A missionary friend of mine regularly takes four-day retreats to a Catholic abbey in the California desert, where she participates in their practice of the divine hours. She finds it easier to connect with God through silence, art, and ritual than through the chatty fellowship and unstructured worship of her church.
Our self-care must also move in an outward direction. Even though our internal process is incredibly valuable, there is clarity that comes from speaking out loud. God never intended for even the most introverted person to live life without connecting to others. Isolation is never an indicator of spiritual health. As introverted leaders, we need to surround ourselves with a small group of trusted people who are able to show us our blind spots and receive us without judgment.
There are many places where we can find the support that we need. Many introverted ministers enjoy relationships with introverted colleagues. People with shared experiences help normalize our experiences as introverts, and in simply trading stories and struggles, we find greater self-acceptance and strength. The therapy setting is also a valuable setting for introverted leaders. The one-on-one environment is a natural fit, and I have found that in therapy I am put in a situation where I, a habitual listener, am forced to speak about myself. The confidentiality and professional trust in the therapeutic setting enables me to open up the layers of my life that I don't generally show others. Given that introverts are prone to burnout faster than their extroverted counterparts, I would even say that regular therapy, spiritual direction, or some form of relationship with a trusted counselor should be mandatory for introverted pastors.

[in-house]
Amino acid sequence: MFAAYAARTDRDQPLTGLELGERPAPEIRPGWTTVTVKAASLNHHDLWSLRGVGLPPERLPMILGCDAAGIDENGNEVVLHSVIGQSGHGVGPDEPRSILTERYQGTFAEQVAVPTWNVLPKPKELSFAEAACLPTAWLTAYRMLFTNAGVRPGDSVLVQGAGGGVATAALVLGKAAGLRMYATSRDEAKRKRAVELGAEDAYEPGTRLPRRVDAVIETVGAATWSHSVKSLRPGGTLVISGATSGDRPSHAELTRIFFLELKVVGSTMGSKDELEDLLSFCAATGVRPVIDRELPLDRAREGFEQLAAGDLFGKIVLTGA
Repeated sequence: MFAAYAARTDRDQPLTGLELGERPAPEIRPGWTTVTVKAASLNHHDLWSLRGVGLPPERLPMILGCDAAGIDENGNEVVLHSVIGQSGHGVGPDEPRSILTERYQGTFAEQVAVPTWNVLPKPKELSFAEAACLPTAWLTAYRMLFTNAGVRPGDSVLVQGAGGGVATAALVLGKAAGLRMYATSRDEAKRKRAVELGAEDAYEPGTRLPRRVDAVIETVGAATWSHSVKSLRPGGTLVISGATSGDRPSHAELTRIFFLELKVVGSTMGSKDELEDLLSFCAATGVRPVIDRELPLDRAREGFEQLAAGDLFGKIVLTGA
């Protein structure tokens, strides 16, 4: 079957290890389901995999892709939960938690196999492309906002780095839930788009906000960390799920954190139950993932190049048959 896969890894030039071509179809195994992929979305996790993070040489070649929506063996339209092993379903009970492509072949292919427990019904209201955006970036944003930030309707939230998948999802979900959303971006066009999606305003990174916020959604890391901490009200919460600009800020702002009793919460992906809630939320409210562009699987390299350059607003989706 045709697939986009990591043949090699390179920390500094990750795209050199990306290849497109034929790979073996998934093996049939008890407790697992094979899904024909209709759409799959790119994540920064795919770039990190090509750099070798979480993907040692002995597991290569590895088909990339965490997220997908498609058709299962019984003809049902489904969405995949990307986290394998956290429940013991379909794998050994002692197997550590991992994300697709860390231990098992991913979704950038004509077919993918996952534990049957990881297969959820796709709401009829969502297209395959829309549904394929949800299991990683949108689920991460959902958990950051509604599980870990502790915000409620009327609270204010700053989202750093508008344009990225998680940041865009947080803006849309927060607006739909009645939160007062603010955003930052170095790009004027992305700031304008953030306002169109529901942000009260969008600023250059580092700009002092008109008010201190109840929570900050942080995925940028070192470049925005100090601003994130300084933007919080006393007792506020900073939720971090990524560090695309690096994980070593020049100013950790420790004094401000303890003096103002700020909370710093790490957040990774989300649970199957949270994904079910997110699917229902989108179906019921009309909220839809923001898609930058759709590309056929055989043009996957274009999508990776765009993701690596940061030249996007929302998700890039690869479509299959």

Mature introverted leaders have learned how to monitor their energy levels. They are experts in knowing how to save and restore their energy. Therefore, if introverts want endurance and joy in ministry and in their personal lives, we must be thoughtful about scheduling. When I was a hospice chaplain, I learned to space out my appointments with patients so that I would have recovery time between meetings. More importantly, I had to learn how to decline even appealing invitations when they interfered with my rhythms of self-care. To an introverted leader, the magic word may not be "please;" it may be "no." I know an introverted pastor and sought-after conference speaker who, during busy months, will preschedule "NOTHING" days into his calendar a few days per month when he bans himself from any events or meetings. He shares his calendar with a few trusted friends who hold him accountable to leave those days open.
However, even as we are intentional about our scheduling, we must leave room for the surprising work of God. Introverts can become so absorbed in our internal worlds that we miss the needs of others around us. Our scheduling and emotional boundaries must not preempt the divine interjections that shape so much of our identity and our work. We must remember that the events that form the foundation of our calling—the incarnation of the Son of God and his resurrection from the dead—were cosmic interruptions in a world that had grown callous to God's love.
This article was adapted from Introverts in the Church: Finding Our Place in an Extroverted Culture. © 2009 by Adam S. McHugh. Used by permission of InterVarsity Press, PO Box 1400 Downers Grove, IL 60515.
Adam S. McHugh is a Presbyterian pastor, spiritual director, and retreat leader. He lives in Claremont, California.
Copyright © 2011 by the author or Christianity Today/Leadership Journal.